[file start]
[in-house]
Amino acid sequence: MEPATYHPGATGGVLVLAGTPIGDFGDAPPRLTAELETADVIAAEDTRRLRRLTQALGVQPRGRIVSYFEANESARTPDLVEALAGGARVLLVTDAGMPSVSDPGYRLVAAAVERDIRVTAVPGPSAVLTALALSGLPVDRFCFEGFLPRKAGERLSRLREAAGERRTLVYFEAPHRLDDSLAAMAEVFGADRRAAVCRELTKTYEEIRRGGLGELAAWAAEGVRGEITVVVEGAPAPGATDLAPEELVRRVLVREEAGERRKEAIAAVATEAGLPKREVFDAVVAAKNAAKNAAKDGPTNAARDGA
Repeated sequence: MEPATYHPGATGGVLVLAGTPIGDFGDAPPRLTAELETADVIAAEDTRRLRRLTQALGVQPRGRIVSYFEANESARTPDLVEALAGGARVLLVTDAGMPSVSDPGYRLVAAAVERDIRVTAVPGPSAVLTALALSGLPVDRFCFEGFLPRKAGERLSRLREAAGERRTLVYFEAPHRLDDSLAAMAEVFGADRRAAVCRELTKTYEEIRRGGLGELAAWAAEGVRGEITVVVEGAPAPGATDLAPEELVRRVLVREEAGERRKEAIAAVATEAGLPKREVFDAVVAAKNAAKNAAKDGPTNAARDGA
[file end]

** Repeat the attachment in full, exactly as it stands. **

[in-house]
Amino acid sequence: MEPATYHPGATGGVLVLAGTPIGDFGDAPPRLTAELETADVIAAEDTRRLRRLTQALGVQPRGRIVSYFEANESARTPDLVEALAGGARVLLVTDAGMPSVSDPGYRLVAAAVERDIRVTAVPGPSAVLTALALSGLPVDRFCFEGFLPRKAGERLSRLREAAGERRTLVYFEAPHRLDDSLAAMAEVFGADRRAAVCRELTKTYEEIRRGGLGELAAWAAEGVRGEITVVVEGAPAPGATDLAPEELVRRVLVREEAGERRKEAIAAVATEAGLPKREVFDAVVAAKNAAKNAAKDGPTNAARDGA
Repeated sequence: MEPATYHPGATGGVLVLAGTPIGDFGDAPPRLTAELETADVIAAEDTRRLRRLTQALGVQPRGRIVSYFEANESARTPDLVEALAGGARVLLVTDAGMPSVSDPGYRLVAAAVERDIRVTAVPGPSAVLTALALSGLPVDRFCFEGFLPRKAGERLSRLREAAGERRTLVYFEAPHRLDDSLAAMAEVFGADRRAAVCRELTKTYEEIRRGGLGELAAWAAEGVRGEITVVVEGAPAPGATDLAPEELVRRVLVREEAGERRKEAIAAVATEAGLPKREVFDAVVAAKNAAKNAAKDGPTNAARDGA